Metro DC DSA is a large chapter, but we sometimes struggle to find our place in the snarl of nonprofits, political institutions, and community organizations at work in the nation’s capital. Stomp Out Slumlords (SOS), a campaign that began as a collaboration between an experienced organizer and a housing lawyer but has since drawn in dozens of DSA members and sympathizers, has quickly become one of our most successful projects. In November 2018, SOS was highlighted when DC Jobs with Justice, a local coalition of labor and community groups, recognized MDC DSA for its local activism. The campaign’s work has only expanded since then, but it hasn’t always been a straightforward process.
In the pieces below, SOS organizers look at their corners of the project and reflect on the lessons they’ve learned in the past two years. We hope they’ll be useful for other chapters as they work out ways to build working-class power in their own communities.
LEARNING FROM EXPERIENCE
Ray V., project impresario
Our initial project idea in the spring of 2017 was simple: mobilize tenants with eviction cases to flood the landlord-tenant court in an effort to grind the machinery of eviction to a halt.
The numbers initially seemed impressive. We found one person can knock doors for a maximum of about 50 households threatened with eviction in an afternoon. This included time to get into apartment buildings and have worthwhile conversations with the people we contacted. If we turned out 10-20 people every two weeks (canvassing more frequently than that led to burnout) and canvassers worked in pairs (which we always do), we reached about 300-500 households per canvass.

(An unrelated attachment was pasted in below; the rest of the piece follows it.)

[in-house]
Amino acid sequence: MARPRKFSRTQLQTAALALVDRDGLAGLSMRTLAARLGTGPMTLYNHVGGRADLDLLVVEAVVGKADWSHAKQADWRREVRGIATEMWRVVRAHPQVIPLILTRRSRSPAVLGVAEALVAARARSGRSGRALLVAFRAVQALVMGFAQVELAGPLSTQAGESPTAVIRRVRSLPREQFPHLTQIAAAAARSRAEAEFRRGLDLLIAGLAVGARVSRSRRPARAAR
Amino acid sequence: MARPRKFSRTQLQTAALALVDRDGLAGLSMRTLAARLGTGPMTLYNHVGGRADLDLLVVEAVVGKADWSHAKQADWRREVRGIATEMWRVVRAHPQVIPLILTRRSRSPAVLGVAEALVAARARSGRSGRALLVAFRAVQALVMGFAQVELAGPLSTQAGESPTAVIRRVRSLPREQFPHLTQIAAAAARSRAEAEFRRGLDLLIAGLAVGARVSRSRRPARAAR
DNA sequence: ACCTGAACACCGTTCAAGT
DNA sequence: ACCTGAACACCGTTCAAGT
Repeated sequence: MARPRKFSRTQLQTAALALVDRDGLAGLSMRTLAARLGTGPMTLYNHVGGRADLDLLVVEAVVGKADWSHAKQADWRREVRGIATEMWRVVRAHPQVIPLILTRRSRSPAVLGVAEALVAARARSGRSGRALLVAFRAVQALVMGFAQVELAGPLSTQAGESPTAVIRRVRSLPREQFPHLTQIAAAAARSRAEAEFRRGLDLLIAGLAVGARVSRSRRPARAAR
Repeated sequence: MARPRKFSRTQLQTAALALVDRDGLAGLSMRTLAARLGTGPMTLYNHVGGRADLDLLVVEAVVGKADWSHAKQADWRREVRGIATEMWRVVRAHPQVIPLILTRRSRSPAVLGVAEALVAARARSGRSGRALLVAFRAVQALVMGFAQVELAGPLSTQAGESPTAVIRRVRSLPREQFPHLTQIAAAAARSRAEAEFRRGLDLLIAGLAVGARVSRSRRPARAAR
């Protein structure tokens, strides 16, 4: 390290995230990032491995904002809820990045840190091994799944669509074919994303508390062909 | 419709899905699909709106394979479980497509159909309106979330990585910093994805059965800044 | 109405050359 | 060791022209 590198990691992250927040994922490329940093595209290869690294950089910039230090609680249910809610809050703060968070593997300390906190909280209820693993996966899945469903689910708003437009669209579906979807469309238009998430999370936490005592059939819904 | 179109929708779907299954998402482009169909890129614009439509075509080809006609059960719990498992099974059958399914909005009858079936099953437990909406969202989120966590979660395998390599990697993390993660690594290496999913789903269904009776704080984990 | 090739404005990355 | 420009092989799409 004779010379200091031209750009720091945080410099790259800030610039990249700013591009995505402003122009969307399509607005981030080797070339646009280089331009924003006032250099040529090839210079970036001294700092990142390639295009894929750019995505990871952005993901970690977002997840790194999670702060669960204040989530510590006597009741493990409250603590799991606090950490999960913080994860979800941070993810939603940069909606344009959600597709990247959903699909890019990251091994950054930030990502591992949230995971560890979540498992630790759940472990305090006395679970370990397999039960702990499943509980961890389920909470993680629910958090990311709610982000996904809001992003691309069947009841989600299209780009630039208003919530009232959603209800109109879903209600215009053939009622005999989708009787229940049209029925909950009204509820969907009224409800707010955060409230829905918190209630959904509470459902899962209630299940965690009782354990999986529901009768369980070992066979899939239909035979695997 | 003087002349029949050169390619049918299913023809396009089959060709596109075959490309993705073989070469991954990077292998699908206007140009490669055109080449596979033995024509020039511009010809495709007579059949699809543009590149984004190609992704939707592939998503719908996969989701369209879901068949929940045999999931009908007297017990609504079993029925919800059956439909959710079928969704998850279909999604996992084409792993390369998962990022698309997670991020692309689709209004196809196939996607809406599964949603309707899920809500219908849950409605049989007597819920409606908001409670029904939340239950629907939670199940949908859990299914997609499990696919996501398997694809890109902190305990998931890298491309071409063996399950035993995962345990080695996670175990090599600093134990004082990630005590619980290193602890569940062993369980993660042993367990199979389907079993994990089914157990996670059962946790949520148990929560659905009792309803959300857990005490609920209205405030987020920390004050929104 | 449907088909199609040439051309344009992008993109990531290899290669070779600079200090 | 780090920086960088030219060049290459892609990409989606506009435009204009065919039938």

But we’re lucky if a third of those people are home when we knock. At that pace, we can only expect to talk with about one-tenth of the roughly 30,000 households sued in landlord tenant court every year in Washington, DC. Our data analysis suggests that for every ten face-to-face conversations we have, one tenant who would have otherwise missed their court date shows up. Although we were making a positive difference in people’s lives, this effort alone could not create a critical mass of people to drastically alter the court’s daily operations.
Nonetheless, our Know-Your-Rights canvass provides an entrypoint into embryonic struggles breaking out all around us. When we canvass, we meet tenants who have sued their landlord, started petitions about building conditions, or joined a tenant association. A surprising number of tenants we talk with have been sued for deliberately withholding rent in protest. Gradually, we’ve adapted our strategy and oriented our work towards supporting these struggles. We help angry tenants formulate demands to unify their neighbors, foster organization, and plan collective action to take on the landlord. We are also supporting organizing projects in five properties across the city, developing a training program for our cadre who are learning to organize on the fly, and beginning to think about building an umbrella organization to unite militant tenants from different buildings, all while continuing our canvassing and court support programs.
Still, one thing hasn’t changed: our overriding goal from the beginning of the project of connecting with ordinary Washingtonians who aren’t predisposed to come to DSA meetings, helping them unite in collective struggles to transform their material circumstances, and thus gradually rebuilding the working class as a political subject.